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Top News & Analysis Washington DC

  • Whistleblower Controversy

    CNBC's Eamon Javers reports the IRS Whistleblower program is running up against a brick wall.

  • Obamas Release Their Taxes

    A look at the tax returns for President Obama and First Lady Michelle Obama, with CNBC's Hampton Pearson.

  • 'Buffett Rule': Tax Policy or Politics?

    Discussing President Obama's tax proposal, with Jared Bernstein, Center on Budget & Policy Priorities and Dan Mitchell, Cato Institute.

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    Herb Greenberg wonders if an obscure provision of the proposed JOBS Act would have kept Groupon from having to restate its financials.

  • The real estate website Trulia recently released its Winter 2012 Metro Movers report, which examines all property searches made by homebuyers and renters to see where they hope to buy and rent next.  Topping the list of the most popular places for online house hunters is the Palm Bay- Melbourne – Titusville metropolitan area of Florida. The Sunshine State makes six more appearances in the top 10 most popular metro areas for house hunters.  Despite the foreclosure backlog, more people want to mov

    The real estate website Trulia recently released its Winter 2012 Metro Movers report. What follows are 10 desirable neighborhoods that tend to fly under the radar in their major American cities.

  • The Brookings Institution recently issued a report the compared per-capita gross domestic product and changes in employment data from 2010 to 2011 in 200 of the world’s largest metropolitan areas. The report found that these areas produced 48 percent of global output despite accounting for only 14 percent of the world’s population and employment.In other findings: Ninety percent of the fastest-growing economies were outside North America and western Europe; U.S. metropolitan areas outperformed t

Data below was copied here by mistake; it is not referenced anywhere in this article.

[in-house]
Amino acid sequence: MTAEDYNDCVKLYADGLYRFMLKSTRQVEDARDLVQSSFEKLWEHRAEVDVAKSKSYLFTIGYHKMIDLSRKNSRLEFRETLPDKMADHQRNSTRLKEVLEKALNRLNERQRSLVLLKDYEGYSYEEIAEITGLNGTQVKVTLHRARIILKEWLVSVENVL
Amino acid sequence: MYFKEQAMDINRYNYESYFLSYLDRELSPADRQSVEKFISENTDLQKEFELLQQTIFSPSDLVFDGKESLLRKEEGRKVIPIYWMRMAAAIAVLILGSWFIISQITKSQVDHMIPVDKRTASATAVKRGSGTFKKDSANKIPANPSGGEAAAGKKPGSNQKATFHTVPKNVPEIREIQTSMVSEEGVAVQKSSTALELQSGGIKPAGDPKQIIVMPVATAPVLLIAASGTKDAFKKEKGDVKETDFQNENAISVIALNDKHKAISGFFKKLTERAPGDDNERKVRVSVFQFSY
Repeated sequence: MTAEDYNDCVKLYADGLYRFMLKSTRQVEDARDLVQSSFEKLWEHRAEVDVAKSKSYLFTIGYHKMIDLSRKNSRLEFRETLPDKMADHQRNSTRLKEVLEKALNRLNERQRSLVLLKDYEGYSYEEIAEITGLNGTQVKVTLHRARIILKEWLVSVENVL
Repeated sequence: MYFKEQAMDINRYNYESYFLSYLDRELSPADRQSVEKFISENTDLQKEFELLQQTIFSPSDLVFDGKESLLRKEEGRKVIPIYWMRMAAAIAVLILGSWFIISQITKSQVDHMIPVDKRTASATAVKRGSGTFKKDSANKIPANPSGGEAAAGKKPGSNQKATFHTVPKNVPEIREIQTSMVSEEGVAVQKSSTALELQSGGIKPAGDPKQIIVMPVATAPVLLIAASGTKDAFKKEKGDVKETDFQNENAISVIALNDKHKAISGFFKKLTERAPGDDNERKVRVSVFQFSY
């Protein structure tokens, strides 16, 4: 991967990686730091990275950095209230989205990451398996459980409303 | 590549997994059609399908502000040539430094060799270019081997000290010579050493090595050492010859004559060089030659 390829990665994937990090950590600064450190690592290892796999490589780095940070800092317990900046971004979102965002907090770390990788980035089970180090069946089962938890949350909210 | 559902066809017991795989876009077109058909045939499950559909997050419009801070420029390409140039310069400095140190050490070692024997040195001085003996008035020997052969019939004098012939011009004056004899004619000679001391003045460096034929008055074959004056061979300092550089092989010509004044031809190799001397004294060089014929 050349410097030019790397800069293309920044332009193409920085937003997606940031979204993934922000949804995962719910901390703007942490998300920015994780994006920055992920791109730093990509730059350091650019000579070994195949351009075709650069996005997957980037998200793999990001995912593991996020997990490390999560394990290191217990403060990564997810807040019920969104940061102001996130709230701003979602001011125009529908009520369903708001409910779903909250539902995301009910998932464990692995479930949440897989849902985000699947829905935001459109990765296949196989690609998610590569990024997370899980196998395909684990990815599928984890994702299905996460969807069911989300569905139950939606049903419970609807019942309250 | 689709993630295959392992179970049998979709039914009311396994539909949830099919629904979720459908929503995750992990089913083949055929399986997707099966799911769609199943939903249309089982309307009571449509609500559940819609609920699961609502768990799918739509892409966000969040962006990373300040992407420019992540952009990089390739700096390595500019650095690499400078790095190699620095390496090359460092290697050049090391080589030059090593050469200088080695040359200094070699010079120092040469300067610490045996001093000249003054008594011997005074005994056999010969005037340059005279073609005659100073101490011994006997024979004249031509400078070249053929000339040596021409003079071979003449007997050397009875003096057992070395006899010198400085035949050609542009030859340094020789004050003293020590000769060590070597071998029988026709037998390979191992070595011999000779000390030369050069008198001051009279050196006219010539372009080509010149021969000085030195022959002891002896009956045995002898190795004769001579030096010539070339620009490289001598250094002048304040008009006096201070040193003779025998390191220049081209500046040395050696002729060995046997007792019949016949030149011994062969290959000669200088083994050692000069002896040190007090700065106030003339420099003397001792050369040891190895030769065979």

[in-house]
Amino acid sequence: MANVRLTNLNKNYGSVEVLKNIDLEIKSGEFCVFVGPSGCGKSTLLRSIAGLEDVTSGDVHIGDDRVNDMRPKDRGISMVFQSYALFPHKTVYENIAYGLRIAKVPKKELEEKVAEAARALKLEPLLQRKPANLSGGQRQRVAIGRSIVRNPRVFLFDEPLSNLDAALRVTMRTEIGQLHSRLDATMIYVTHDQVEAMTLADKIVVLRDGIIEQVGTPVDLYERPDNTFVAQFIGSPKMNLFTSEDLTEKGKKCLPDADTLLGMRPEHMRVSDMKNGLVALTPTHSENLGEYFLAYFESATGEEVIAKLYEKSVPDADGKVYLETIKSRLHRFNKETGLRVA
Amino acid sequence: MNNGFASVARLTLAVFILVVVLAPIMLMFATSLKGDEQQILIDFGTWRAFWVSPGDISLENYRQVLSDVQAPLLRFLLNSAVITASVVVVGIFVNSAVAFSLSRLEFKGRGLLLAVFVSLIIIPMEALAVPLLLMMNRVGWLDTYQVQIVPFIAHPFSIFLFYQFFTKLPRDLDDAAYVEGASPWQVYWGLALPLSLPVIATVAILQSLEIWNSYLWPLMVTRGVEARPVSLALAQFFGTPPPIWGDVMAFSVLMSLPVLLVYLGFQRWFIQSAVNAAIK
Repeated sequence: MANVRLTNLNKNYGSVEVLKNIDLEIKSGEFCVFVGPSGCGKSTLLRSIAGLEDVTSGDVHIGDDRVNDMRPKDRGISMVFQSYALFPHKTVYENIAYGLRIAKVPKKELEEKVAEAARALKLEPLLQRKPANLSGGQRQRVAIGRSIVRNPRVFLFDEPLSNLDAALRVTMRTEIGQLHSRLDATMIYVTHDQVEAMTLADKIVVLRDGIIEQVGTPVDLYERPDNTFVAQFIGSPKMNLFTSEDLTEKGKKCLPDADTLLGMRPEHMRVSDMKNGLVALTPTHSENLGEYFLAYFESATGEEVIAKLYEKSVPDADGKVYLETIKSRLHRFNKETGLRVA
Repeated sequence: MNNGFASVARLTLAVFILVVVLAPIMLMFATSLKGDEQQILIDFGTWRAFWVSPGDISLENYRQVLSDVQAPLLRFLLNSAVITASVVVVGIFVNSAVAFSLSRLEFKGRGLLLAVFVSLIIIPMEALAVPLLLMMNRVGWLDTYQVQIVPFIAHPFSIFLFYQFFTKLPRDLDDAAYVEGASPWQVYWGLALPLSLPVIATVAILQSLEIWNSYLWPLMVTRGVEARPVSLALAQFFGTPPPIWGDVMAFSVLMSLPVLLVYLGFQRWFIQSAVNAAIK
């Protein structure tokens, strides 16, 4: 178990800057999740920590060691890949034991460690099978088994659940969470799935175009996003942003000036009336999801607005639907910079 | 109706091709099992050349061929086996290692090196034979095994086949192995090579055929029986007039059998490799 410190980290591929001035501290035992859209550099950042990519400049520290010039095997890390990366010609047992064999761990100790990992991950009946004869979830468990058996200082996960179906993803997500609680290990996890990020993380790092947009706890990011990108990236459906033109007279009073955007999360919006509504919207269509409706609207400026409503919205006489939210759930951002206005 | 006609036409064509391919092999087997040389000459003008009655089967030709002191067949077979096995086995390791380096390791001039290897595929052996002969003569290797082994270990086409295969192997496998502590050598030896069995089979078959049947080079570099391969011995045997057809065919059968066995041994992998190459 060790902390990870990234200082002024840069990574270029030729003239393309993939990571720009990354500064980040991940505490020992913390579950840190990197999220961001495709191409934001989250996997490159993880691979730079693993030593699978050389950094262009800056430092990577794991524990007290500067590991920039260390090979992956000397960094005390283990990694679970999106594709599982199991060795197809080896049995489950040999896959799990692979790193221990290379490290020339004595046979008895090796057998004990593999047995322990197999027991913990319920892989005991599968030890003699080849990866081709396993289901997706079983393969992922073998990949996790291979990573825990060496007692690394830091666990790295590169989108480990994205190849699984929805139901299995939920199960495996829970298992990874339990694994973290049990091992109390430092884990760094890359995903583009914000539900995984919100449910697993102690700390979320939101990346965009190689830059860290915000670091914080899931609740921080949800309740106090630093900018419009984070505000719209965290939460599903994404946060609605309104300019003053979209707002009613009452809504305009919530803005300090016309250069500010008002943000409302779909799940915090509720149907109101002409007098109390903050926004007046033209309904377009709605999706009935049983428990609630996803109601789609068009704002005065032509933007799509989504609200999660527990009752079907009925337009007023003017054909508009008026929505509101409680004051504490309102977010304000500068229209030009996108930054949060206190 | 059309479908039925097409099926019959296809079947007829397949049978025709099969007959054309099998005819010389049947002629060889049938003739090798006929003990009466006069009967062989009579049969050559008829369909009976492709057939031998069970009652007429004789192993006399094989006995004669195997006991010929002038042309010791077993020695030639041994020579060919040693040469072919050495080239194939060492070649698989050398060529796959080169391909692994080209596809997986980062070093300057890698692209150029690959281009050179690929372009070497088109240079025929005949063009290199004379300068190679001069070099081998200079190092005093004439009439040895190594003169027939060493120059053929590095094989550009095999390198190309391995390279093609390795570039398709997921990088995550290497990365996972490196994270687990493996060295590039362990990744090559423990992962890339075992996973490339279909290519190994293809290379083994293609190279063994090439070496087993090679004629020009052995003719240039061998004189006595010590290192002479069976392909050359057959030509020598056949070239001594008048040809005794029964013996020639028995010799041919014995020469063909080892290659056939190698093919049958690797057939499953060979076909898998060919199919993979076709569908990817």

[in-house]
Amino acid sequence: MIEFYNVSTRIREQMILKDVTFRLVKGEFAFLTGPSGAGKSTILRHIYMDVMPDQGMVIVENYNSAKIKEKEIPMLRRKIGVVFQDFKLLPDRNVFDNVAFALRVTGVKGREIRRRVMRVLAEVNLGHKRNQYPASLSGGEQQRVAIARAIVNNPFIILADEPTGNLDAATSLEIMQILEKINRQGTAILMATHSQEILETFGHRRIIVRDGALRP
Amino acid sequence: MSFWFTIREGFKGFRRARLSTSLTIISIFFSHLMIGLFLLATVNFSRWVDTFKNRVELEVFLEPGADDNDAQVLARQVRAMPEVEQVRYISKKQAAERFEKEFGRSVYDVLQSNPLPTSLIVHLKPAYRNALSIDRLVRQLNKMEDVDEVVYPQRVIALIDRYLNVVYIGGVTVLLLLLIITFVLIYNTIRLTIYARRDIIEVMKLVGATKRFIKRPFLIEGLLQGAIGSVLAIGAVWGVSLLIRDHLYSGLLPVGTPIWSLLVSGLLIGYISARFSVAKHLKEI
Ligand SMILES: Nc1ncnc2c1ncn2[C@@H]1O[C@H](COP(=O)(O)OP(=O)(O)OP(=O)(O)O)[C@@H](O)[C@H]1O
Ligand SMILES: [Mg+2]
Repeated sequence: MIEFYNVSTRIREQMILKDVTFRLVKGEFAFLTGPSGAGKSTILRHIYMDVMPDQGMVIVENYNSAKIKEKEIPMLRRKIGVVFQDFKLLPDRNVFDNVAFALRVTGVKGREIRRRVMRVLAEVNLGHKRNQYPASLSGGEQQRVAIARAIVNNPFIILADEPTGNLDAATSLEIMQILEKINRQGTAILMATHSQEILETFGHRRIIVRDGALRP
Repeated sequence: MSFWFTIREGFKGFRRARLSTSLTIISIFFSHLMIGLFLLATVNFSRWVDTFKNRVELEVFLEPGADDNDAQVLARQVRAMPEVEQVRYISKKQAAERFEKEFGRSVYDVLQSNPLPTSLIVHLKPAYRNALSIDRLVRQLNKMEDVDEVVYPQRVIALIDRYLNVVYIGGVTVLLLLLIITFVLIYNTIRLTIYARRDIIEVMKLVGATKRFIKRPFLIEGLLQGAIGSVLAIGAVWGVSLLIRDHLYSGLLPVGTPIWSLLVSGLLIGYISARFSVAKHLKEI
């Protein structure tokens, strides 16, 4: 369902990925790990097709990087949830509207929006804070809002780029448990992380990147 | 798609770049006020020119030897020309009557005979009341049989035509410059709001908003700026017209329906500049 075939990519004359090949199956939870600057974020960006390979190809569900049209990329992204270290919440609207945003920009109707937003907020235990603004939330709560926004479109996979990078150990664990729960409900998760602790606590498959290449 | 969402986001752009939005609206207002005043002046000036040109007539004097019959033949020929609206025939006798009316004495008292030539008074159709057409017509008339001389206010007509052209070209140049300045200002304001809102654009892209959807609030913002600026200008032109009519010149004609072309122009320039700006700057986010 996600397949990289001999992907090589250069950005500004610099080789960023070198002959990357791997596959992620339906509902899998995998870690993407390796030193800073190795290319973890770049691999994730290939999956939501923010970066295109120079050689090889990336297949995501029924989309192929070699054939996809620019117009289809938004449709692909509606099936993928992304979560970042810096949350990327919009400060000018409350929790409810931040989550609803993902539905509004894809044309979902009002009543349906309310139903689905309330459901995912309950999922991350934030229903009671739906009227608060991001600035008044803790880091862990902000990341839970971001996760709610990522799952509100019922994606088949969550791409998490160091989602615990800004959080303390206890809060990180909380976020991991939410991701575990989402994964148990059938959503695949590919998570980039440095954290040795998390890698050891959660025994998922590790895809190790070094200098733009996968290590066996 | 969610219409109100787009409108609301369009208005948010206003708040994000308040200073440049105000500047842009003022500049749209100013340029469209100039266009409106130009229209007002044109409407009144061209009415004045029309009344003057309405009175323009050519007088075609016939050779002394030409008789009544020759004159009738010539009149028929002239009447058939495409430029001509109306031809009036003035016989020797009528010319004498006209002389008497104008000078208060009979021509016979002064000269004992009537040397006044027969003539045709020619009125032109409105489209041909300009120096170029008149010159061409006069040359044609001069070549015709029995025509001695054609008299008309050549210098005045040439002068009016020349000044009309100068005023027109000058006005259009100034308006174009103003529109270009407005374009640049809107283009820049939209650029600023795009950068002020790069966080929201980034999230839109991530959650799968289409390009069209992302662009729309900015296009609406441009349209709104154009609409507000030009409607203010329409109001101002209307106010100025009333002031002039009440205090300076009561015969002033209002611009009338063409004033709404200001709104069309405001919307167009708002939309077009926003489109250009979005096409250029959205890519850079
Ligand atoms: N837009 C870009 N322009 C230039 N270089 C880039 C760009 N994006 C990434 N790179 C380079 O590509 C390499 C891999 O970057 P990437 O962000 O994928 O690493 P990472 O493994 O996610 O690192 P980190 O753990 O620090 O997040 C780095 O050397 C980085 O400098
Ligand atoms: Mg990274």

The Brookings Institution analyzed the financial data of the world’s largest metropolitan areas and uncovered some interesting findings. Check out which cities were the most productive.

  • UHNW population: 1,855 With an UHNW population that nearly doubles that of Atlanta, Dallas is home to 1,855 individuals worth at least $30 million, according to Wealth-X. The Dallas area is home to major companies like AT&T, Dean Foods, Texas Instruments and Southwest Airlines. Some of the richest residents include billionaire and former presidential candidate H. Ross Perot, oil magnate Ray Lee Hunt and leveraged buyout billionaire Harold Simmons.

    Who are the one percent, and where are they from? According to Wealth-X, the United States is home to 57,860 such individuals. Find out which cities they call home.

  • The Best Tax Plan:  Romney, Gingrich, or Santorum?

    Which GOP presidential candidate had the best message on growth and taxes at CPAC on Friday? Dean Baker, Ctr. for Economic & Policy Research, and Dan Mitchell, CATO Institute, discuss.

  • When lead-footed drivers get snagged and ticketed, their downfall might have been passing a speed trap where a cop was using radar or a laser, or maybe the driver passed a speed camera. However, as technology improves traffic enforcement, it is also progressing on the side of the speeder. Now joining the radar detector is crowd-sourced reporting of speed traps, a virtual warning system using the Internet and a mobile app. This list of the 10 most -active cities for speed traps was compiled by Tr

    As technology improves traffic enforcement, it is also progressing on the side of the speeder. Check out the list of the 10 most-active cities for speed traps, as compiled by Trapster.com.